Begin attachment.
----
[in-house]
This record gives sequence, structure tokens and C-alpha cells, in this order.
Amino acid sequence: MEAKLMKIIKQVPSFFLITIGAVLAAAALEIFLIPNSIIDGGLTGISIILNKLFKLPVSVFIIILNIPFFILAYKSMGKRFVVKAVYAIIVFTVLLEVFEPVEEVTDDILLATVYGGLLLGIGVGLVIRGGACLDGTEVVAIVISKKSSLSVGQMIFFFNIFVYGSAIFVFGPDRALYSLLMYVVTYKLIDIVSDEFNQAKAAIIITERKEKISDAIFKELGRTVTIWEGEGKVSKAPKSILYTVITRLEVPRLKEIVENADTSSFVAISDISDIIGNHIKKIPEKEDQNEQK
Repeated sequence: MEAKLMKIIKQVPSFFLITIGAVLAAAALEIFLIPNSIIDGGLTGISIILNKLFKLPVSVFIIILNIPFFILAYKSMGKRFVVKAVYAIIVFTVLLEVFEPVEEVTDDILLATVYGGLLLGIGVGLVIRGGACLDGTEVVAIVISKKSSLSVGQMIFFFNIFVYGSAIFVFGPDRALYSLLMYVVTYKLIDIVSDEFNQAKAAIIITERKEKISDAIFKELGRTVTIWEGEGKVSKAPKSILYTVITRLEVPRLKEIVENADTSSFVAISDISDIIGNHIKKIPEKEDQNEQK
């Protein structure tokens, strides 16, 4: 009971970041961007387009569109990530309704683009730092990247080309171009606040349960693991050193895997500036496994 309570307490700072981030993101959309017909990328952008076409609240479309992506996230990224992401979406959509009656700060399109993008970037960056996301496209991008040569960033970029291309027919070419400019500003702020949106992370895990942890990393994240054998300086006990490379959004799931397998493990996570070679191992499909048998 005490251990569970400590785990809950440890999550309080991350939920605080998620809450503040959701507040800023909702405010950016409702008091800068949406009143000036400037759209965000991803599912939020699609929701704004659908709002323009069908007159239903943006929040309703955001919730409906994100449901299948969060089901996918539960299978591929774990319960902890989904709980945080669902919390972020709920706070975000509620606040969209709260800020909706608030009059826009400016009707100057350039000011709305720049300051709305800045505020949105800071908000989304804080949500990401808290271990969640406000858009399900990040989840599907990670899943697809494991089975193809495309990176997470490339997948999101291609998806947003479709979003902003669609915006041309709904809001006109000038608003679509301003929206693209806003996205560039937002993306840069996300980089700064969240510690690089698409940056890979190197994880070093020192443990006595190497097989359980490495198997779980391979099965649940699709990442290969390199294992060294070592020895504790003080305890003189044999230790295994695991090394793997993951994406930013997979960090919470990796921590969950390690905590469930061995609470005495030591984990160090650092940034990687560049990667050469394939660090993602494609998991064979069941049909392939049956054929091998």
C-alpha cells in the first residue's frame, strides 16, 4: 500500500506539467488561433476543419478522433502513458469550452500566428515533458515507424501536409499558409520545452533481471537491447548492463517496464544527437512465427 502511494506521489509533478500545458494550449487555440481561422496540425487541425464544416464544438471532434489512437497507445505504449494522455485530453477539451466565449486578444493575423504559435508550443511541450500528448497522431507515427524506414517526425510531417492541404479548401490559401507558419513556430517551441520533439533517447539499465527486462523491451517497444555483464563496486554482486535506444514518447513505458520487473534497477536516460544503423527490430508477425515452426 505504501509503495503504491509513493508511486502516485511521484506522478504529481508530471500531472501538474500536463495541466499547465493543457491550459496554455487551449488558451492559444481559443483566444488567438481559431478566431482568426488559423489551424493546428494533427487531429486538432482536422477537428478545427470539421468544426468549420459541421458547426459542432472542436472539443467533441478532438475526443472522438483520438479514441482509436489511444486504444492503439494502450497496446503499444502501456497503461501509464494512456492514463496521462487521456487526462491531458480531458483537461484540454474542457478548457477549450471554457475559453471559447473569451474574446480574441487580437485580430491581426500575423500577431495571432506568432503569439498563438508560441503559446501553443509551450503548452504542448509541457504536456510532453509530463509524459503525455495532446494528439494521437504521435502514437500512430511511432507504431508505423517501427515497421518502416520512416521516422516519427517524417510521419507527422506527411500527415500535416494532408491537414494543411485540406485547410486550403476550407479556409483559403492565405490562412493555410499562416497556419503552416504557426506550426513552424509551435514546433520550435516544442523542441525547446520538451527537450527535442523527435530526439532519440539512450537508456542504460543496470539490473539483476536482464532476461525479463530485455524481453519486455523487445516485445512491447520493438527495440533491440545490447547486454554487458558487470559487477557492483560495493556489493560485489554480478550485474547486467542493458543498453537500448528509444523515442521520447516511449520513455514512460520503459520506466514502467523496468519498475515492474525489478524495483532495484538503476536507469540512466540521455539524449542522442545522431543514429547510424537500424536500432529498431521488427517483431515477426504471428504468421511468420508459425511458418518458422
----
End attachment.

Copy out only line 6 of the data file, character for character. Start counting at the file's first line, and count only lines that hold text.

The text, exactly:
C-alpha cells in the first residue's frame, strides 16, 4: 500500500506539467488561433476543419478522433502513458469550452500566428515533458515507424501536409499558409520545452533481471537491447548492463517496464544527437512465427 502511494506521489509533478500545458494550449487555440481561422496540425487541425464544416464544438471532434489512437497507445505504449494522455485530453477539451466565449486578444493575423504559435508550443511541450500528448497522431507515427524506414517526425510531417492541404479548401490559401507558419513556430517551441520533439533517447539499465527486462523491451517497444555483464563496486554482486535506444514518447513505458520487473534497477536516460544503423527490430508477425515452426 505504501509503495503504491509513493508511486502516485511521484506522478504529481508530471500531472501538474500536463495541466499547465493543457491550459496554455487551449488558451492559444481559443483566444488567438481559431478566431482568426488559423489551424493546428494533427487531429486538432482536422477537428478545427470539421468544426468549420459541421458547426459542432472542436472539443467533441478532438475526443472522438483520438479514441482509436489511444486504444492503439494502450497496446503499444502501456497503461501509464494512456492514463496521462487521456487526462491531458480531458483537461484540454474542457478548457477549450471554457475559453471559447473569451474574446480574441487580437485580430491581426500575423500577431495571432506568432503569439498563438508560441503559446501553443509551450503548452504542448509541457504536456510532453509530463509524459503525455495532446494528439494521437504521435502514437500512430511511432507504431508505423517501427515497421518502416520512416521516422516519427517524417510521419507527422506527411500527415500535416494532408491537414494543411485540406485547410486550403476550407479556409483559403492565405490562412493555410499562416497556419503552416504557426506550426513552424509551435514546433520550435516544442523542441525547446520538451527537450527535442523527435530526439532519440539512450537508456542504460543496470539490473539483476536482464532476461525479463530485455524481453519486455523487445516485445512491447520493438527495440533491440545490447547486454554487458558487470559487477557492483560495493556489493560485489554480478550485474547486467542493458543498453537500448528509444523515442521520447516511449520513455514512460520503459520506466514502467523496468519498475515492474525489478524495483532495484538503476536507469540512466540521455539524449542522442545522431543514429547510424537500424536500432529498431521488427517483431515477426504471428504468421511468420508459425511458418518458422